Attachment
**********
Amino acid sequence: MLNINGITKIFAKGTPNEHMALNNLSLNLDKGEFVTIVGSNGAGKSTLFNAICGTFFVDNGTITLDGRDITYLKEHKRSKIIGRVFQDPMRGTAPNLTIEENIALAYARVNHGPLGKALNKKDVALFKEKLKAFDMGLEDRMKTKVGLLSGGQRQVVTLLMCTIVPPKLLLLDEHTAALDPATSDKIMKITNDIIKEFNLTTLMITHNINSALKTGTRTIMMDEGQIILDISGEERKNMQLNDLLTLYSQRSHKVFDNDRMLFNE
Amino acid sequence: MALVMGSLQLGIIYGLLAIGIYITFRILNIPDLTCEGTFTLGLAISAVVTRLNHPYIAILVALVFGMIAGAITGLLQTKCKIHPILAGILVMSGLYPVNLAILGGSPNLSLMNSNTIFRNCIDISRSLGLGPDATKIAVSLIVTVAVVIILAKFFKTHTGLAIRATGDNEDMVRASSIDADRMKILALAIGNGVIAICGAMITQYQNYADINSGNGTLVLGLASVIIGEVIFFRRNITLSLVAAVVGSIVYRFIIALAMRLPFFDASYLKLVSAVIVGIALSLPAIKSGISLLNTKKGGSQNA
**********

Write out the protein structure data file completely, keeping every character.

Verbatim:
Amino acid sequence: MLNINGITKIFAKGTPNEHMALNNLSLNLDKGEFVTIVGSNGAGKSTLFNAICGTFFVDNGTITLDGRDITYLKEHKRSKIIGRVFQDPMRGTAPNLTIEENIALAYARVNHGPLGKALNKKDVALFKEKLKAFDMGLEDRMKTKVGLLSGGQRQVVTLLMCTIVPPKLLLLDEHTAALDPATSDKIMKITNDIIKEFNLTTLMITHNINSALKTGTRTIMMDEGQIILDISGEERKNMQLNDLLTLYSQRSHKVFDNDRMLFNE
Amino acid sequence: MALVMGSLQLGIIYGLLAIGIYITFRILNIPDLTCEGTFTLGLAISAVVTRLNHPYIAILVALVFGMIAGAITGLLQTKCKIHPILAGILVMSGLYPVNLAILGGSPNLSLMNSNTIFRNCIDISRSLGLGPDATKIAVSLIVTVAVVIILAKFFKTHTGLAIRATGDNEDMVRASSIDADRMKILALAIGNGVIAICGAMITQYQNYADINSGNGTLVLGLASVIIGEVIFFRRNITLSLVAAVVGSIVYRFIIALAMRLPFFDASYLKLVSAVIVGIALSLPAIKSGISLLNTKKGGSQNA